Last week, I was in Las Vegas speaking at the AGC National Convention and attending CONEXPO / CON-AGG, an international tradeshow featuring more than 2,000 exhibitors showcasing the latest in construction equipment, technologies and services.  Later this week, I will share some thoughts about the tradeshow, including some of my favorite exhibits.

In the meantime, I was impressed with the number of vendors with software solutions for document management.  The process of documentation, including its evaluation and improvement, may be better understood if it is subdivided into the following sub-tasks:

  1. Recognition, collection and recordation: This is the most vital step in the entire process. Without it, the other steps are moot. It requires that field superintendents and/or project engineers evaluate all real-time events, selecting those that appear to be of future value, and committing them to a permanent record.  Many contractors have reported that their field personnel do not adequately evaluate the real-time events until after they have experienced a major claim on one of their projects. It is a shame to pay the costs for an undocumented claim to ensure better documentation in the future. For that reason, I have given numerous workshops and presentations on documentation and "real litigation" examples to demonstrate the importance of documentation.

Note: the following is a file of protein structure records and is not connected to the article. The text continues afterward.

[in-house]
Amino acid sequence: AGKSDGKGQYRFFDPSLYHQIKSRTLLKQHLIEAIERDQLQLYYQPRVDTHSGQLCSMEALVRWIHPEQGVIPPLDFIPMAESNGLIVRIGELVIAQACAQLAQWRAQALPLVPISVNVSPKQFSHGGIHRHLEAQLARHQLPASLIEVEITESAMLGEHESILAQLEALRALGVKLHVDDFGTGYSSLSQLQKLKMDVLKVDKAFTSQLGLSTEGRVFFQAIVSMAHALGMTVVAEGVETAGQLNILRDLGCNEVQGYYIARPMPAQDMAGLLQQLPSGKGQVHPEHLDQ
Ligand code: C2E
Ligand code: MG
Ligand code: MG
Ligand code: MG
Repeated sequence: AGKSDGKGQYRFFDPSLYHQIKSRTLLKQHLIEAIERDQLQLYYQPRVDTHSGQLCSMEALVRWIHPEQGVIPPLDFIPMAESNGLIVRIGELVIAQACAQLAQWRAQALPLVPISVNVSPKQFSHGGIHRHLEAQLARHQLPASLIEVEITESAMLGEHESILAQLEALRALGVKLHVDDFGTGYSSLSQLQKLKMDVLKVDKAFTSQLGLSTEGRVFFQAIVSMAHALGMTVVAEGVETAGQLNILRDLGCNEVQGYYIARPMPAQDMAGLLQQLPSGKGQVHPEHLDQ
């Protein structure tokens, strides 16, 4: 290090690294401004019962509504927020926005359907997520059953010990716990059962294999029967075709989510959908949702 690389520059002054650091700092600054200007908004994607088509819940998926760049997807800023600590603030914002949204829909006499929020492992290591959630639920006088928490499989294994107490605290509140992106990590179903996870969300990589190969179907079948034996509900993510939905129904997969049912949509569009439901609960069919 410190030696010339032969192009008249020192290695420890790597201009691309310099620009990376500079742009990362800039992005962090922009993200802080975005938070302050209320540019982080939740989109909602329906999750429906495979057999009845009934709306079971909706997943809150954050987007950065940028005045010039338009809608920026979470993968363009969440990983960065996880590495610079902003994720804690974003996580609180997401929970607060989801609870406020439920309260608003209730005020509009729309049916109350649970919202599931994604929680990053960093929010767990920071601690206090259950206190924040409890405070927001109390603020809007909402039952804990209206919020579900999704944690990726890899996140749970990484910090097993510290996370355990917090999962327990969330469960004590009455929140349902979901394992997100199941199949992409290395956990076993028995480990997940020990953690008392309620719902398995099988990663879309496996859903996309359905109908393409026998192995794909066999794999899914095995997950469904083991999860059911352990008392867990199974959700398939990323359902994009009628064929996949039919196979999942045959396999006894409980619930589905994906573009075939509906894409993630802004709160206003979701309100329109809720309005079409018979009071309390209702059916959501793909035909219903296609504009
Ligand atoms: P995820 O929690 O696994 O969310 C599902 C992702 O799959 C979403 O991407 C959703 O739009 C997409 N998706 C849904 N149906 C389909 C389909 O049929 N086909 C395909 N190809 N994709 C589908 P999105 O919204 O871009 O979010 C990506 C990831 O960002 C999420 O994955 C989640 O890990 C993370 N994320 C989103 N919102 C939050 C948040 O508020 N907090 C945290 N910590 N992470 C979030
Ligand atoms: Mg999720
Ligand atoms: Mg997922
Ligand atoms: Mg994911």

2. Reporting, distribution and transmission:  This is a matter of communicating the documents or information to another party. Modern software is available to help with the reporting, distribution and transmission. There are many contractors who customize their software to meet their own particular needs. If field records are computerized at the outset, the cost of organizing them at a later point is eliminated.
  3. Initial utilization: Initial utilization of field documentation is important. Contractor management must know what is going on in the field so that adjustments can be made. It is similar to football coaches reviewing real true photographs of plays during a game and then making adjustments to their plan. The documentations that is not reviewed may be routed directly to storage.
  4. Storage and retrieval: Storage typically involves filing the information so that it can be retrieved at a later point. Once again, storage by use of computer software makes retrieval at a later date an easier task.

The solutions out there are numerous.  As we move forward to the paperless project, there will be more efficient, more effective and better integration through these task.